RANDOLPH — Four years ago on Christmas Eve, 18-year-old Jacob Glatter slipped and fell on black ice in his driveway and broke the femoral neck in his hip.
The injury left Glatter, who has autism, in a wheelchair for years — not because he needed it but because he was terrified to be without it.
On Thursday, however, Glatter’s wheelchair was nowhere to be found. A few months after enrolling at Boston Higashi School in Randolph, Glatter stood center stage for a solo vocal performance of “It’s the Most Wonderful Time of the Year” as his classmates backed him up on drums.
“You did awesome,” Glatter’s mother, Pamela, told him afterward. “I’m very proud of you.”
The moment was as hard won as it was gratifying. Like many families with children enrolled at the school for autistic children and young adults, the Glatters have heard plenty about what Jacob couldn’t do.
“I’m still in shock. I think until I watch it again I won’t believe it,” said Pamela Glatter, who lives in Syracuse, N.Y. “At his high school, they wouldn’t put him in a performance. They’d say he couldn’t do it.”
Glatter’s performance was part of the school’s Winter Music Festival, an annual tradition in which 150 students from preschool to age 22 sing, play instruments, and dance in front of family, friends, and teachers.
“I always have to go to the rehearsals because I am totally overwhelmed when I watch these kids,” said principal Deborah Donovan, whose son, Stephen, graduated from the school in 2012.
“Pointing out the little successes along the way, that’s the joy of the job because for so long parents are told what your child can’t do, what your child will never do,” Donovan said. “That’s not here at Boston Higashi School.”
The school was established in 1987 by the late Kiyo Kitahara, a Japanese educator who pioneered a method for teaching autistic children known as Daily Life Therapy, Donovan said.
She describes the methodology as “teaching children what to do instead of what not to do.” The approach emphasizes exercising, promoting emotional stability, and stimulating students’ intellectual side.
The technique is also used at Musashino Higashi Gakuen School in Tokyo, which Kitahara founded in 1964, according to the school’s website.
The festival included performances from the school’s jazz band, a medley of songs from the movie “Charlie and the Chocolate Factory,” and a vocal rendition of “Simple Gifts” accompanied by a solo flute player.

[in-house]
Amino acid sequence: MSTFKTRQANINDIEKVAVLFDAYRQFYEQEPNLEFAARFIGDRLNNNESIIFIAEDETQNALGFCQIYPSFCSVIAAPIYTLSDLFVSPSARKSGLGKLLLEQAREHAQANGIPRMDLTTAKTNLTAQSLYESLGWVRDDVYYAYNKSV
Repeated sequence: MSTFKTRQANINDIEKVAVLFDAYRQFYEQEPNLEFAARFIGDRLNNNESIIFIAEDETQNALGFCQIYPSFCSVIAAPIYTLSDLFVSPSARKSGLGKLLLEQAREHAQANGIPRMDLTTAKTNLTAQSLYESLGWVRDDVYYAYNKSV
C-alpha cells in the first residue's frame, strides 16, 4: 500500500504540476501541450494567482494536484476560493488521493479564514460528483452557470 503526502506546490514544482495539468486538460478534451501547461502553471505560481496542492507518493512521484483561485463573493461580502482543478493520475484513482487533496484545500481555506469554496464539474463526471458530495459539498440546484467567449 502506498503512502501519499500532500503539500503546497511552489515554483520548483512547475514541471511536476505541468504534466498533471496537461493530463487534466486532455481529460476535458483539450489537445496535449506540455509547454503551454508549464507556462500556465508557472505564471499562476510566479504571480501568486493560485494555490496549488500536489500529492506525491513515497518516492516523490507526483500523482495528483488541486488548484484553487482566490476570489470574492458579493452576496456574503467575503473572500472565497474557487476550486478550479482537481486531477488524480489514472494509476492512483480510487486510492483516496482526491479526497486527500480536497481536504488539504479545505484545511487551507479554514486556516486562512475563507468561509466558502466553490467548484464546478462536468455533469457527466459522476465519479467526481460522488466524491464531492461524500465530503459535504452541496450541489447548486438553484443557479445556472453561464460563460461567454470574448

The show was presented on a stage in the school’s gymnasium, which was decorated with paper snowflakes, tinsel, and posters created by students.
“The expectations we have for them are so high,” said John Kolwaite, who oversees the middle and high school divisions. “My own children in the public school aren’t expected to play a musical instrument at the level these children are.”
Some students were assisted on stage and in the audience by their teachers. Glatter, for example, sang his solo as master teacher Jen Tomase stood behind him, clutching his hands and singing along.
“It blows my mind to see a teacher standing behind him that was just as nervous as he was,” Pamela Glatter said.
Kaname Ueno, who directs the jazz band, guided Thomas Yamazaki, 22, through a trombone solo of “The Raiders March” from the movie, “Raiders of the Lost Ark.”
Ueno said the trombone has transformed Yamazaki, who has been at the school for about a decade.
“When he started trombone, his bad behavior dramatically decreased because his focus is just playing the trombone, music,” he said. “He just wants to play trombone.”
His father, Masashi, who lives in Stamford, Conn., said he’s amazed by Yamazaki’s musical abilities given that he can’t read words.
“That’s so special considering his intelligence level,” he said. “It’s really a wonder he can read [sheet music].”
Another student, Helen Coppenrath, 13, of Quincy, made her debut with the jazz band and performed a flute solo. Her mother, Julie, said the teenager has always been drawn to music.
“I was thrilled. It’s happiness that brings tears to your eyes,” Julie Coppenrath said. “She never stops amazing me.”